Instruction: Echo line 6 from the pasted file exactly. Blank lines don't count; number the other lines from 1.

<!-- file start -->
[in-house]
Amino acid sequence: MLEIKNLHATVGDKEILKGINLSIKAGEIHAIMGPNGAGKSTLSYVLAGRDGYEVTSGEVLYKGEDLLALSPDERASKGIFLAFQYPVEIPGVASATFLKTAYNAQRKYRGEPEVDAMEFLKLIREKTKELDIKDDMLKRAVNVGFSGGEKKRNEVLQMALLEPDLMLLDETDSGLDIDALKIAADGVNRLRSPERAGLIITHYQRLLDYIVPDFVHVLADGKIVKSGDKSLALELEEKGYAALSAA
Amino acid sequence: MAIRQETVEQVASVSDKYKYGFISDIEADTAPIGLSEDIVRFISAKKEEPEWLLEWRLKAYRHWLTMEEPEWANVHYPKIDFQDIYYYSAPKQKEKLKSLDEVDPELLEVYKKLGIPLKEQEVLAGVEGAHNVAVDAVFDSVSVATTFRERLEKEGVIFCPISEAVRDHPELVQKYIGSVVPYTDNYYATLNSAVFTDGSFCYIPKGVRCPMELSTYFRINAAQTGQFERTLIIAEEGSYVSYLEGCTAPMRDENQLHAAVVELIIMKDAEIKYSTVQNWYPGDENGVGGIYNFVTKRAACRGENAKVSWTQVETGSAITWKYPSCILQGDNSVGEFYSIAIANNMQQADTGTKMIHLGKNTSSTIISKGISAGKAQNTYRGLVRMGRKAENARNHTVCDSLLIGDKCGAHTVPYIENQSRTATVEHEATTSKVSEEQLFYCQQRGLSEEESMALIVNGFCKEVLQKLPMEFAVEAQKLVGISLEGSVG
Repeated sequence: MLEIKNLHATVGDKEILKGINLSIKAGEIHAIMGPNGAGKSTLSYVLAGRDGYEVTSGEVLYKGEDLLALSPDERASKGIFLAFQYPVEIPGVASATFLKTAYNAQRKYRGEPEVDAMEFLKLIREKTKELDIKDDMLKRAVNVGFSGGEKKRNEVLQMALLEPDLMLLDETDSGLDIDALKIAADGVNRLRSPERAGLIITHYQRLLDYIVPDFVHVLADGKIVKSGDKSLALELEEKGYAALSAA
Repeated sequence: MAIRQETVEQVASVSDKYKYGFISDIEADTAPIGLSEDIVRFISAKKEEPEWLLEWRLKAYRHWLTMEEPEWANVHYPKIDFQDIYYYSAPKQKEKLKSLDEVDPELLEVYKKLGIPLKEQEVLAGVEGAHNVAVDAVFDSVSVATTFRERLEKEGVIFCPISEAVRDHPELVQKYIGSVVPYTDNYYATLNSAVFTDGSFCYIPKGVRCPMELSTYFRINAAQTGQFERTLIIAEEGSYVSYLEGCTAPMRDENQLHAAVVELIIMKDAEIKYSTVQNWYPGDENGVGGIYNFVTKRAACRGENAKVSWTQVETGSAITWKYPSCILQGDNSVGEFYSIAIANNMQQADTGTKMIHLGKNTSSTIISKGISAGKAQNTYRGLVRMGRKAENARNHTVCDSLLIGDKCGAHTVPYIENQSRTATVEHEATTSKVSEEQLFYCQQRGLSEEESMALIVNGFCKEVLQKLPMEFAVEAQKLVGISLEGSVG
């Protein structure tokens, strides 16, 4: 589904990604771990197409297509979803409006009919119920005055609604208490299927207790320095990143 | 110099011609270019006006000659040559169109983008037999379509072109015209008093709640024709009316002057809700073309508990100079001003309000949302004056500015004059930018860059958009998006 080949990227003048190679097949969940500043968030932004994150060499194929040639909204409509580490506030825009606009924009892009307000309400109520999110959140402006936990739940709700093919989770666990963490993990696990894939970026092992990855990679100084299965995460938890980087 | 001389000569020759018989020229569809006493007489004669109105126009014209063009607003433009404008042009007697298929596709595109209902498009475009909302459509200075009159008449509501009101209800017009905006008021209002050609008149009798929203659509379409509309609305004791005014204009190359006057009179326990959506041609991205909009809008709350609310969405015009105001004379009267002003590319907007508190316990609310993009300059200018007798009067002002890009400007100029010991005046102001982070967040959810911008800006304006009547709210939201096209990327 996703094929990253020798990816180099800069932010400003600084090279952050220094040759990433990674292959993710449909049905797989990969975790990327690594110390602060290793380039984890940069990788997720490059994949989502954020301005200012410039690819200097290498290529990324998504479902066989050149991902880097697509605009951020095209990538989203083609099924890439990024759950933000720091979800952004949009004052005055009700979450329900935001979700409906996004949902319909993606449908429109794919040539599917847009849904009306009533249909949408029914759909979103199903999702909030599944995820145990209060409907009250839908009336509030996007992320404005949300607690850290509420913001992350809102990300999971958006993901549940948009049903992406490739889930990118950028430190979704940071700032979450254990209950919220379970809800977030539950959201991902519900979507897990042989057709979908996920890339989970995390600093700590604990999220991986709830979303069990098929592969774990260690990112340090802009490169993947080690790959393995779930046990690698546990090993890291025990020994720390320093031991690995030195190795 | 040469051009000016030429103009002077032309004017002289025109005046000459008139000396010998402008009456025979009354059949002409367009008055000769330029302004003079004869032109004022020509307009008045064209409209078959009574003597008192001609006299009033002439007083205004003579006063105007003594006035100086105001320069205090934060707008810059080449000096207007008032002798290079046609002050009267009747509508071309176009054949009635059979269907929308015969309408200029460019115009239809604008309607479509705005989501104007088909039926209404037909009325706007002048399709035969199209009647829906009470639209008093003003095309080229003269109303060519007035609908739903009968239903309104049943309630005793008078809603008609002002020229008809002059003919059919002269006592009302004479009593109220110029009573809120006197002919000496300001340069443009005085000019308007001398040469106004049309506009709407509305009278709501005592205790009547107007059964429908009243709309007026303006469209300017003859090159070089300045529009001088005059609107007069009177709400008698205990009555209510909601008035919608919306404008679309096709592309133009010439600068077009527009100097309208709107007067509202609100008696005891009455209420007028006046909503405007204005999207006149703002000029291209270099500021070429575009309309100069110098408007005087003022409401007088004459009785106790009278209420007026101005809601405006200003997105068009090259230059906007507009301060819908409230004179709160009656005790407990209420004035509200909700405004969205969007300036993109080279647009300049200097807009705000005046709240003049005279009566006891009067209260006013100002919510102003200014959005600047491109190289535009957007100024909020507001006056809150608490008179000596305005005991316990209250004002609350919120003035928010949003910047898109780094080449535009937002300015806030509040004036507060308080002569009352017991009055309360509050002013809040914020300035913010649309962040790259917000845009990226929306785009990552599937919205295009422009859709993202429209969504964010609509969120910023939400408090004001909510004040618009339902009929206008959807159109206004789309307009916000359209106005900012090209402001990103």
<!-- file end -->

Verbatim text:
């Protein structure tokens, strides 16, 4: 589904990604771990197409297509979803409006009919119920005055609604208490299927207790320095990143 | 110099011609270019006006000659040559169109983008037999379509072109015209008093709640024709009316002057809700073309508990100079001003309000949302004056500015004059930018860059958009998006 080949990227003048190679097949969940500043968030932004994150060499194929040639909204409509580490506030825009606009924009892009307000309400109520999110959140402006936990739940709700093919989770666990963490993990696990894939970026092992990855990679100084299965995460938890980087 | 001389000569020759018989020229569809006493007489004669109105126009014209063009607003433009404008042009007697298929596709595109209902498009475009909302459509200075009159008449509501009101209800017009905006008021209002050609008149009798929203659509379409509309609305004791005014204009190359006057009179326990959506041609991205909009809008709350609310969405015009105001004379009267002003590319907007508190316990609310993009300059200018007798009067002002890009400007100029010991005046102001982070967040959810911008800006304006009547709210939201096209990327 996703094929990253020798990816180099800069932010400003600084090279952050220094040759990433990674292959993710449909049905797989990969975790990327690594110390602060290793380039984890940069990788997720490059994949989502954020301005200012410039690819200097290498290529990324998504479902066989050149991902880097697509605009951020095209990538989203083609099924890439990024759950933000720091979800952004949009004052005055009700979450329900935001979700409906996004949902319909993606449908429109794919040539599917847009849904009306009533249909949408029914759909979103199903999702909030599944995820145990209060409907009250839908009336509030996007992320404005949300607690850290509420913001992350809102990300999971958006993901549940948009049903992406490739889930990118950028430190979704940071700032979450254990209950919220379970809800977030539950959201991902519900979507897990042989057709979908996920890339989970995390600093700590604990999220991986709830979303069990098929592969774990260690990112340090802009490169993947080690790959393995779930046990690698546990090993890291025990020994720390320093031991690995030195190795 | 040469051009000016030429103009002077032309004017002289025109005046000459008139000396010998402008009456025979009354059949002409367009008055000769330029302004003079004869032109004022020509307009008045064209409209078959009574003597008192001609006299009033002439007083205004003579006063105007003594006035100086105001320069205090934060707008810059080449000096207007008032002798290079046609002050009267009747509508071309176009054949009635059979269907929308015969309408200029460019115009239809604008309607479509705005989501104007088909039926209404037909009325706007002048399709035969199209009647829906009470639209008093003003095309080229003269109303060519007035609908739903009968239903309104049943309630005793008078809603008609002002020229008809002059003919059919002269006592009302004479009593109220110029009573809120006197002919000496300001340069443009005085000019308007001398040469106004049309506009709407509305009278709501005592205790009547107007059964429908009243709309007026303006469209300017003859090159070089300045529009001088005059609107007069009177709400008698205990009555209510909601008035919608919306404008679309096709592309133009010439600068077009527009100097309208709107007067509202609100008696005891009455209420007028006046909503405007204005999207006149703002000029291209270099500021070429575009309309100069110098408007005087003022409401007088004459009785106790009278209420007026101005809601405006200003997105068009090259230059906007507009301060819908409230004179709160009656005790407990209420004035509200909700405004969205969007300036993109080279647009300049200097807009705000005046709240003049005279009566006891009067209260006013100002919510102003200014959005600047491109190289535009957007100024909020507001006056809150608490008179000596305005005991316990209250004002609350919120003035928010949003910047898109780094080449535009937002300015806030509040004036507060308080002569009352017991009055309360509050002013809040914020300035913010649309962040790259917000845009990226929306785009990552599937919205295009422009859709993202429209969504964010609509969120910023939400408090004001909510004040618009339902009929206008959807159109206004789309307009916000359209106005900012090209402001990103």